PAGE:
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University research undermines case for ID cards

27 June, 2005

Sinn Féin Spokesperson on Human Rights and Equality Caitríona Ruane has welcomed the publication of research today on the consequences of ID cards by researchers at the London School of Economics that suggest that ID cards will cost over £19 billion and that they may compromise Article 8 (privacy) and Article 14 (discrimination) of the European Convention on Human Rights.

Ms Ruane said:

"Sinn Féin are fundamentally opposed to the introduction of any voluntary or compulsory British ID card. The proposed Westminster legislation would involve creating a UK-wide database holding information on individuals such as names, addresses, and biometric information like fingerprints, facial scans and iris scans by 2008.

"Under the Good Friday Agreement people in the North have the right to Irish or British identity (or both). Far from being an effective tool for anything, these cards would undermine not just civil liberties but also the right of people living in the north to their Irish identity.

"This latest research I believe undermines the case for ID cards.

"Researchers at the London School of Economics estimate that the cost could be as much as £19 billion. To commit such resources to a scheme that undermines essential rights, at a times when our education system and health system require real and significant investment is not just foolhardy it is criminal.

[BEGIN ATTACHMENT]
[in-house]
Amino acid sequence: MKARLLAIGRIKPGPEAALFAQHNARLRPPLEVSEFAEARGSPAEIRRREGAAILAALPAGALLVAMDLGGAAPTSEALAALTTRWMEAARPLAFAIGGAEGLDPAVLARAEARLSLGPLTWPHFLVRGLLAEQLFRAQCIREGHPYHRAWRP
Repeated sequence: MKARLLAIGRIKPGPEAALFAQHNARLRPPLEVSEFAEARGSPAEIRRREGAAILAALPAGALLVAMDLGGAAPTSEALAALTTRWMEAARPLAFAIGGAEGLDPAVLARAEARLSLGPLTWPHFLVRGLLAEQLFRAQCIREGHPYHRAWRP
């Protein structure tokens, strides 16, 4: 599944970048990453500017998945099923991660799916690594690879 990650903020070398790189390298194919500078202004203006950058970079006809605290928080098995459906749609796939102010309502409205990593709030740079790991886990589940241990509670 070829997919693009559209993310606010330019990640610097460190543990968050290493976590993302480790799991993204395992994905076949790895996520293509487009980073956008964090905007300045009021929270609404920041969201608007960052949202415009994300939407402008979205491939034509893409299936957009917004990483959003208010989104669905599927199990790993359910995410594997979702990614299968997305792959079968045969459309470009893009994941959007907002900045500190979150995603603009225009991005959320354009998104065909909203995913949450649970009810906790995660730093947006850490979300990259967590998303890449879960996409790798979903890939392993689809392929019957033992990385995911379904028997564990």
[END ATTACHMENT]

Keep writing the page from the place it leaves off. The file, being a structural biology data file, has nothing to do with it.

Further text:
"Research also suggests that ID cards will only make a negligible impact on fraud (identity fraud crimes estimated at £1.3 billion a year, but only £35 million of this can be addressed by an ID card). They also question whether the technology will work. No scheme on this scale has been undertaken anywhere in the world. Smaller and less ambitious schemes have encountered substantial technological and operational problems that are likely to be amplified in a large-scale national system. The use of biometrics creates particular concerns, because this technology has never been used at such a scale.

"Sinn Féin are greatly concerned at the legal and human rights implications. This research has questioned legality of the Identity Cards Bill in its current form. A number of elements potentially compromise Article 8 (privacy) and Article 14 (discrimination) of the European Convention on Human Rights.

"The report also raises concerns about the creation of a Data Register with a very large data pool in one place that could mean an enhanced risk in case of unauthorized accesses, hacking or malfunctions. Within a divided and sectarian society the opportunity for authorities here to abuse a database of this nature and the ability of agencies such as the PSNI to use such information or ID cards to discriminate against nationalist is huge.

"This research estimates possible personal cost of £230 per person and business costs of a similar amount that would be unwelcome for struggling small businesses here. While LSE researchers suggest alternatives it is clear that there is no demand for ID cards, that the costs will be enormous, that there is a huge threat to civil liberties and no real quantifiable benefits." ENDS

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